Pediatric Symptom Checklist-17 (PSC-17)

Assessment Rating:
A
A – Psychometrics Well-Demonstrated
See entire scale
Developer(s):

Michael Jellinek, MD and J. Michael Murphy, EdD

Description / Purpose:

The PSC-17 is used to screen for childhood emotional and behavioral problems including those of attention, externalizing, and internalizing.

The Pediatric Symptom Checklist is a 17 item screening questionnaire listing a broad range of children's emotional and behavioral problems that reflects parents' impressions of their child's psychosocial functioning. The screen is intended to facilitate the recognition of emotional and behavioral problems so that appropriate interventions can be initiated as early as possible.

Target Population: Children between the ages of 4 -18 years

Time to Administer: Approximately 3 minutes

Completed By: Parents

Modalities Available: Paper and pencil

Scoring Information: Scoring information is available from Massachusetts General Hospital.

Languages Available: Chinese, English, Spanish

Training Requirements for Intended Users: None.

Availability: The PSC-17 may be obtained free from Massachusetts General Hospital.

Contact Information

Company: Massachusetts General Hospital
Website: www.massgeneral.org/psychiatry/services/psc_home.aspx
Name: Dr. Michael Jellinek
Email:
Phone: (617) 726-2711
Fax: (617) 726-3155
Company: Massachusetts General Hospital
Website: www.massgeneral.org/psychiatry/services/psc_home.aspx
Name: J. Michael Murphy, EdD
Email:
Phone: (617) 724-3163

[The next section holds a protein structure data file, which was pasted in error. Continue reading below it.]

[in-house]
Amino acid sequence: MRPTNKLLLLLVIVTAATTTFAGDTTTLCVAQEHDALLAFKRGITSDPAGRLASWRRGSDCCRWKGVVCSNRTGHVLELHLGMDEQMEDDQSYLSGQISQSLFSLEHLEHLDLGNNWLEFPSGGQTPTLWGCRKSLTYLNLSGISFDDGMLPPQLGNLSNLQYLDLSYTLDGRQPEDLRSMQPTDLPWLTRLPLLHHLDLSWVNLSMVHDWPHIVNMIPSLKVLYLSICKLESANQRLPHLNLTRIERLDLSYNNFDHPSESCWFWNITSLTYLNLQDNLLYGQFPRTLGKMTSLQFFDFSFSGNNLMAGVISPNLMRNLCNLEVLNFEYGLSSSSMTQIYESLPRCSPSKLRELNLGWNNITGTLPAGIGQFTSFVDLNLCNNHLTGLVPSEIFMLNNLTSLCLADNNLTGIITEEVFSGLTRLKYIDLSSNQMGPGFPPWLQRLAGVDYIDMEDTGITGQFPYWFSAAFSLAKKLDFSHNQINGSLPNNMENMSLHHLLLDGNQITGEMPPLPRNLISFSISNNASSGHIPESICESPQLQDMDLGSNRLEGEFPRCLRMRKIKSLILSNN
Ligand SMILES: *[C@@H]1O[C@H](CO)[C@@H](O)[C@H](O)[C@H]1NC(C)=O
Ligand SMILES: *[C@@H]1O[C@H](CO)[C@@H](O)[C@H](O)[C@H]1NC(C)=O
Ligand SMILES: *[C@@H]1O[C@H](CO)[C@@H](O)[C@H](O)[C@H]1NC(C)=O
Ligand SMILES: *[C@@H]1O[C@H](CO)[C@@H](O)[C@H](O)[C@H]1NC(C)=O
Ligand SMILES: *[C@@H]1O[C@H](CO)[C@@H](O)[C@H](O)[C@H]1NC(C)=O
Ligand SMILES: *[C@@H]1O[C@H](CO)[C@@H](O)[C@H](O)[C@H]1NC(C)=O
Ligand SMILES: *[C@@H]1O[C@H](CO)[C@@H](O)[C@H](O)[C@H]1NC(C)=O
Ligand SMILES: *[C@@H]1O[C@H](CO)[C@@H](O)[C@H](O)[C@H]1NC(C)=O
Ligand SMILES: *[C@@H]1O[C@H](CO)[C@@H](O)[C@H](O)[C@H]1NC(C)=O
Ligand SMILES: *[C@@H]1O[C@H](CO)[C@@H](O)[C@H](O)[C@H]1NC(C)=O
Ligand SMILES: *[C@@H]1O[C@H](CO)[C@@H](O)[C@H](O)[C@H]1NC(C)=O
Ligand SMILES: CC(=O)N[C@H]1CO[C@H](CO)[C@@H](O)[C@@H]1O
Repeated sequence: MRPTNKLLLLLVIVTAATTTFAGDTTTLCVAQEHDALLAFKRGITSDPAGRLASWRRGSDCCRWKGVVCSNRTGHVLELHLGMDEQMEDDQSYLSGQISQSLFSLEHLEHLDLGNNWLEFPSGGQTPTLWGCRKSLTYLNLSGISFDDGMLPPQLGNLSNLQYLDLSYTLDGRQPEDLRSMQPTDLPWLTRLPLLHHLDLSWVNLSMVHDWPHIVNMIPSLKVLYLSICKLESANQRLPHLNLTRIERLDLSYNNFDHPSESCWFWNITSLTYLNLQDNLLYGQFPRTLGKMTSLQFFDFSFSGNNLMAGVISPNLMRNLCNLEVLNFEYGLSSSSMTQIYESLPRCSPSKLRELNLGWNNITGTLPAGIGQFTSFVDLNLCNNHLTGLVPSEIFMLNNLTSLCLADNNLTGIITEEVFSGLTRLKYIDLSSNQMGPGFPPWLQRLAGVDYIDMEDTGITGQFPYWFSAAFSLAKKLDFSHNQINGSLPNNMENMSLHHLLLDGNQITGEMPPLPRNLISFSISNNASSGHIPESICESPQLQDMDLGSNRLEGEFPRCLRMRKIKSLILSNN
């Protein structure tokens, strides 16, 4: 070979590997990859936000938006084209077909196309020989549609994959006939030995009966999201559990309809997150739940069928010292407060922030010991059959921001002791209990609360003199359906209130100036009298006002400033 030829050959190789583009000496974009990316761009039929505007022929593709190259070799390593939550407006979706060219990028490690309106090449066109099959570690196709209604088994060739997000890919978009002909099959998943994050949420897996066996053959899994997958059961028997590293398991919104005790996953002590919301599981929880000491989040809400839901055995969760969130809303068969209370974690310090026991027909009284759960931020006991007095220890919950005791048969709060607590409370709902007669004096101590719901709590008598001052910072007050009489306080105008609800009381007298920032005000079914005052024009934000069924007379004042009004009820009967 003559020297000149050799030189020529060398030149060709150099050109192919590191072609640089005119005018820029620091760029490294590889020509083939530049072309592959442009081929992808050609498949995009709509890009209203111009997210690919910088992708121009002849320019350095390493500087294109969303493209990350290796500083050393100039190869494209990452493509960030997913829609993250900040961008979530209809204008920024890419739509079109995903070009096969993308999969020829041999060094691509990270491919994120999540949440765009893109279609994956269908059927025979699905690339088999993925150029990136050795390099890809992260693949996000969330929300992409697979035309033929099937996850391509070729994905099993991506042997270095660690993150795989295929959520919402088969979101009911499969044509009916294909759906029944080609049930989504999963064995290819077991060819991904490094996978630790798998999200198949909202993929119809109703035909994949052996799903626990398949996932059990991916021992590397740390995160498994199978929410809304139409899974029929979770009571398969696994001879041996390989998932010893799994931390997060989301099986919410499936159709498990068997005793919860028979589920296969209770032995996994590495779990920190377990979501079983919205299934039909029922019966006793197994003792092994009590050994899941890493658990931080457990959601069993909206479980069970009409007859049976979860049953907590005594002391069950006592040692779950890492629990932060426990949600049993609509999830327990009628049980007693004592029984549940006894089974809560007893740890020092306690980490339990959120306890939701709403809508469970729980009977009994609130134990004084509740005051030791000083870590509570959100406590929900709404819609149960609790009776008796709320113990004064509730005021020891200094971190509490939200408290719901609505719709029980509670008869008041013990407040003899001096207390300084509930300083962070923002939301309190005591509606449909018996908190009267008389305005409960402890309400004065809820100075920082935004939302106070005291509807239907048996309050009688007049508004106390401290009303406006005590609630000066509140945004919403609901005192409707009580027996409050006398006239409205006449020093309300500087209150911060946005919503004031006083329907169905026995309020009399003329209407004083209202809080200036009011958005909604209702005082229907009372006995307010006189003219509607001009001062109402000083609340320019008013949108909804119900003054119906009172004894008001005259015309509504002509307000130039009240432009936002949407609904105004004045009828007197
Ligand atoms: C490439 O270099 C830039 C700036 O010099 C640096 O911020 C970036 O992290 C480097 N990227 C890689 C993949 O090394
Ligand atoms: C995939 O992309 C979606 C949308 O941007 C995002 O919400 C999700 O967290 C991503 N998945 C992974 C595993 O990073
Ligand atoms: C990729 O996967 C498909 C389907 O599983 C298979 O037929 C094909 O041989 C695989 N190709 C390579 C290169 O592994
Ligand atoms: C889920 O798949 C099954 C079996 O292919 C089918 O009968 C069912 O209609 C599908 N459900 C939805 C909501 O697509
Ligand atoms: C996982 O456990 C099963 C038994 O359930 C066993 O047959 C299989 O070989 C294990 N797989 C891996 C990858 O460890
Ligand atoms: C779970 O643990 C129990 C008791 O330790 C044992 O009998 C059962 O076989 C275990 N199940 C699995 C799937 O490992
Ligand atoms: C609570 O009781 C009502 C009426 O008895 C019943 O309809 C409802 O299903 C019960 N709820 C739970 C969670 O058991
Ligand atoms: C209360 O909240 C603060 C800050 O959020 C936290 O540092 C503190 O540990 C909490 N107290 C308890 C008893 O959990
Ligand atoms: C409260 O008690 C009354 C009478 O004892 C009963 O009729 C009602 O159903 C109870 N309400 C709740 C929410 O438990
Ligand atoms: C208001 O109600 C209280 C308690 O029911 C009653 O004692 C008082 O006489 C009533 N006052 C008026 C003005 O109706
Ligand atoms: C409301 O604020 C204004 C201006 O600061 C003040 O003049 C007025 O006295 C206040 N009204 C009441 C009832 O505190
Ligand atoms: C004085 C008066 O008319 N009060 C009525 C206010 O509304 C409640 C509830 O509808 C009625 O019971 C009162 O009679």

Fax: (617) 726-9219

Summary of Relevant Psychometric Research

This tool has received the Measurement Tools Rating of "A – Psychometrics Well-Demonstrated" based on the published, peer-reviewed research available. The tool must have 2 or more published, peer-reviewed studies that have established the measure’s psychometrics (e.g., reliability and validity, sensitivity and specificity, etc.). Please see the Measurement Tools Rating Scale for more information.

Show relevant research...

Gardner, W., Lucas, A., Kolko, D. J., & Campo, J. V. (2007). Comparison of the PSC-17 and alternative mental health screens in an at-risk primary care sample. Journal of the American Academy of Child and Adolescent Psychiatry, 46(5), 611-618.

Sample:

Participants — 269 children and adolescents 8 to 15 years, obtained through primary care physicians in Pennsylvania.

Race/Ethnicity — Not Specified

Summary:

Parents completed the PSC-17 during an office visit. Based on scores, some children were classified as "at-risk". Parents also completed the Screen for Child Anxiety Related Emotional Disorders and the Child Behavior Checklist (CBCL) and children completed the Children's Depression Inventory during a psychiatric interview. The interview protocol also used the Schedule for Affective Disorders and Schizophrenia for School-Age Children-Present and Lifetime Versions (K-SADS-PL). Results indicated that the PSC-17 performed as well as other screening instruments in identifying ADHD, externalizing disorders and depression, but was less sensitive in identifying anxiety.

Kostanecka, A., Power, T., Clarke, A., Watkins, M., Hausman, C., & Blum, N. J. (2008). Behavioral health screening in urban primary care settings: Construct validity of the PSC-17. Journal of Developmental and Behavioral Pediatrics, 29(2), 124-128.

Sample:

Participants — 331 families with children between 4 and 12 years of age obtained through a primary care practice serving a low-income population.

Race/Ethnicity — 88% African American, 7% biracial, 5% other.

Summary:

The analysis of this data supports a hypothesis that there is a 3-factor structure for the scale. The items clustered into internalizing, externalizing and attention-related subscales. However, some items on the attention and externalizing scales did not conform exclusively to those scales, so the authors recommend caution in interpreting those subscales.